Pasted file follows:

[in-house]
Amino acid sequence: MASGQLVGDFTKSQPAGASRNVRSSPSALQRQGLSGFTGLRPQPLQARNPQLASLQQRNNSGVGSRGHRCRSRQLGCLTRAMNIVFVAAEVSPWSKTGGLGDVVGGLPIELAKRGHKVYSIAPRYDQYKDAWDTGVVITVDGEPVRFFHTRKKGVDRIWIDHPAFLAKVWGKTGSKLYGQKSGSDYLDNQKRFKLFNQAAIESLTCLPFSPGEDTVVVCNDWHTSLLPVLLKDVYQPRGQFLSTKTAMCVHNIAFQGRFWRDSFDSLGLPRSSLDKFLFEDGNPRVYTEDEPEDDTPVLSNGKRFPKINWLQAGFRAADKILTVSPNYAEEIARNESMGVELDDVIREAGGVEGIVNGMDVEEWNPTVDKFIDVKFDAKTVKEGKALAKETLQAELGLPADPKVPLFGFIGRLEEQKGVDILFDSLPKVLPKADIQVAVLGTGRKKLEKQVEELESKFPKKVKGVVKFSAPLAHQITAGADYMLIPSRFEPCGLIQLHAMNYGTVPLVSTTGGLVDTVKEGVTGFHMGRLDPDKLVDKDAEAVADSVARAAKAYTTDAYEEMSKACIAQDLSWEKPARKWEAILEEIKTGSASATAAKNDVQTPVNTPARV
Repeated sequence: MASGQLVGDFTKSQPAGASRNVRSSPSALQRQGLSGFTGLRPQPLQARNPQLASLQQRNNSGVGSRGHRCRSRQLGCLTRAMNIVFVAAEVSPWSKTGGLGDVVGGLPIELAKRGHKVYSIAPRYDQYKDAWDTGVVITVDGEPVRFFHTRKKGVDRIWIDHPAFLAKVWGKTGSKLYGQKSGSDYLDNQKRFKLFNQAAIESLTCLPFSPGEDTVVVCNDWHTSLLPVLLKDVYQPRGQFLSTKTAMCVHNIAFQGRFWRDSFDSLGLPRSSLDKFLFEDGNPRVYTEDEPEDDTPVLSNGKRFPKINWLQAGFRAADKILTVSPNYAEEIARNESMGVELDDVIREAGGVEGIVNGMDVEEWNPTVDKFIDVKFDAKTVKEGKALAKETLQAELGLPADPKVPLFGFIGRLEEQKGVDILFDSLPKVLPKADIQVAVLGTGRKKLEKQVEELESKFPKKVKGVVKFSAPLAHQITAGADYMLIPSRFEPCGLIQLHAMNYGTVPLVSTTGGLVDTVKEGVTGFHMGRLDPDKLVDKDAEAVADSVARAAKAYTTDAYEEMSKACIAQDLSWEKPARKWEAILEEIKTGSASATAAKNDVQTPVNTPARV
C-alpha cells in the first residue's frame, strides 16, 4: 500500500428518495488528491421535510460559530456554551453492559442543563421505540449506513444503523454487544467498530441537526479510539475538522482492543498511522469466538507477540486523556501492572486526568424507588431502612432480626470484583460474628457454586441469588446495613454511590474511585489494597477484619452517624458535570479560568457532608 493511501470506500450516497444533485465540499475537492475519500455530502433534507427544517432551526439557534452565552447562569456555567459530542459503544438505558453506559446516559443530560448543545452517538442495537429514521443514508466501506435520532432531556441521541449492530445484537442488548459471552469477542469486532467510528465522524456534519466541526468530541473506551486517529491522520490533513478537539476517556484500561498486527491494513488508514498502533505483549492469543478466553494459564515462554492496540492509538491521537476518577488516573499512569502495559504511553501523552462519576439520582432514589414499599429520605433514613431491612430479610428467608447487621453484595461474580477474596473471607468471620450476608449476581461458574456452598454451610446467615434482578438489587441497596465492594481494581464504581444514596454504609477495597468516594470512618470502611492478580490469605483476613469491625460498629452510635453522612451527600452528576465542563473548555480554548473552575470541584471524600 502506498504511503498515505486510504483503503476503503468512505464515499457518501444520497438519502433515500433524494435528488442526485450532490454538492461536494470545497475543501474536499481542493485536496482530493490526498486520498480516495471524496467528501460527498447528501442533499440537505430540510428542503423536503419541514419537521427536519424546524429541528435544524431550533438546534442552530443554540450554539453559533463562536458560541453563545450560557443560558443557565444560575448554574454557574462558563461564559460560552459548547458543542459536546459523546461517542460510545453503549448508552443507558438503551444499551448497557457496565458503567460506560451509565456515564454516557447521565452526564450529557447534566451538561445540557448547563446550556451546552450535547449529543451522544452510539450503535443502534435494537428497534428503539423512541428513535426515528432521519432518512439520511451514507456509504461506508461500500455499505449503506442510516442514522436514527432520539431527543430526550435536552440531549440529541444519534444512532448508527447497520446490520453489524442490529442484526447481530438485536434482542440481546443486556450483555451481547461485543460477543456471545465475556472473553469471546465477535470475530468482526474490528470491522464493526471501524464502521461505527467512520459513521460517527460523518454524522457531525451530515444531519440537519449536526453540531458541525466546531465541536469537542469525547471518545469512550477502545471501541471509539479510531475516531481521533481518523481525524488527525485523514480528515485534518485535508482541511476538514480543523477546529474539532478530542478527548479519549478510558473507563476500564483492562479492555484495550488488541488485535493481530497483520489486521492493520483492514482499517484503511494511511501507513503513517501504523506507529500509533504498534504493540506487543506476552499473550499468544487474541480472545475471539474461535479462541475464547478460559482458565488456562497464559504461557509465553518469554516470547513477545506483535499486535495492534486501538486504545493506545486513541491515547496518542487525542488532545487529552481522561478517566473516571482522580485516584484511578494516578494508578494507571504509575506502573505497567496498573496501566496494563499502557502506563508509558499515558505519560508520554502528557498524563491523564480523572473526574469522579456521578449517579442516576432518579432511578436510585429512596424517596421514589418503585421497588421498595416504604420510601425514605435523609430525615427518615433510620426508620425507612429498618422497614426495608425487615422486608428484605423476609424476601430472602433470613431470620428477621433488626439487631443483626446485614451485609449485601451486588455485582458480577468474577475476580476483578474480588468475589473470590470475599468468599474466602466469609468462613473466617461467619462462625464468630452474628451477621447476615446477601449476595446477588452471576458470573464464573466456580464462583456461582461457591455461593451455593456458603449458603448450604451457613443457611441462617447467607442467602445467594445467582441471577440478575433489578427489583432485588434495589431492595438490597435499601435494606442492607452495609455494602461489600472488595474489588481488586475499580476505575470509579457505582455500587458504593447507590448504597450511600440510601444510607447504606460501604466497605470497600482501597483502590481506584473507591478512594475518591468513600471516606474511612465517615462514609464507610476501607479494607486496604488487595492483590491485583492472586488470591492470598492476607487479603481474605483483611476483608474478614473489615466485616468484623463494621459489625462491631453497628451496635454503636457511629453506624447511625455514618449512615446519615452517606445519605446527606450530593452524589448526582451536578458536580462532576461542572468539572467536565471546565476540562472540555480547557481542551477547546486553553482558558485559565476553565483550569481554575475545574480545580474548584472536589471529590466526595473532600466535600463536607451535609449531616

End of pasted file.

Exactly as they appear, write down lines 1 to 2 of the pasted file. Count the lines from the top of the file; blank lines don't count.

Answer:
[in-house]
Amino acid sequence: MASGQLVGDFTKSQPAGASRNVRSSPSALQRQGLSGFTGLRPQPLQARNPQLASLQQRNNSGVGSRGHRCRSRQLGCLTRAMNIVFVAAEVSPWSKTGGLGDVVGGLPIELAKRGHKVYSIAPRYDQYKDAWDTGVVITVDGEPVRFFHTRKKGVDRIWIDHPAFLAKVWGKTGSKLYGQKSGSDYLDNQKRFKLFNQAAIESLTCLPFSPGEDTVVVCNDWHTSLLPVLLKDVYQPRGQFLSTKTAMCVHNIAFQGRFWRDSFDSLGLPRSSLDKFLFEDGNPRVYTEDEPEDDTPVLSNGKRFPKINWLQAGFRAADKILTVSPNYAEEIARNESMGVELDDVIREAGGVEGIVNGMDVEEWNPTVDKFIDVKFDAKTVKEGKALAKETLQAELGLPADPKVPLFGFIGRLEEQKGVDILFDSLPKVLPKADIQVAVLGTGRKKLEKQVEELESKFPKKVKGVVKFSAPLAHQITAGADYMLIPSRFEPCGLIQLHAMNYGTVPLVSTTGGLVDTVKEGVTGFHMGRLDPDKLVDKDAEAVADSVARAAKAYTTDAYEEMSKACIAQDLSWEKPARKWEAILEEIKTGSASATAAKNDVQTPVNTPARV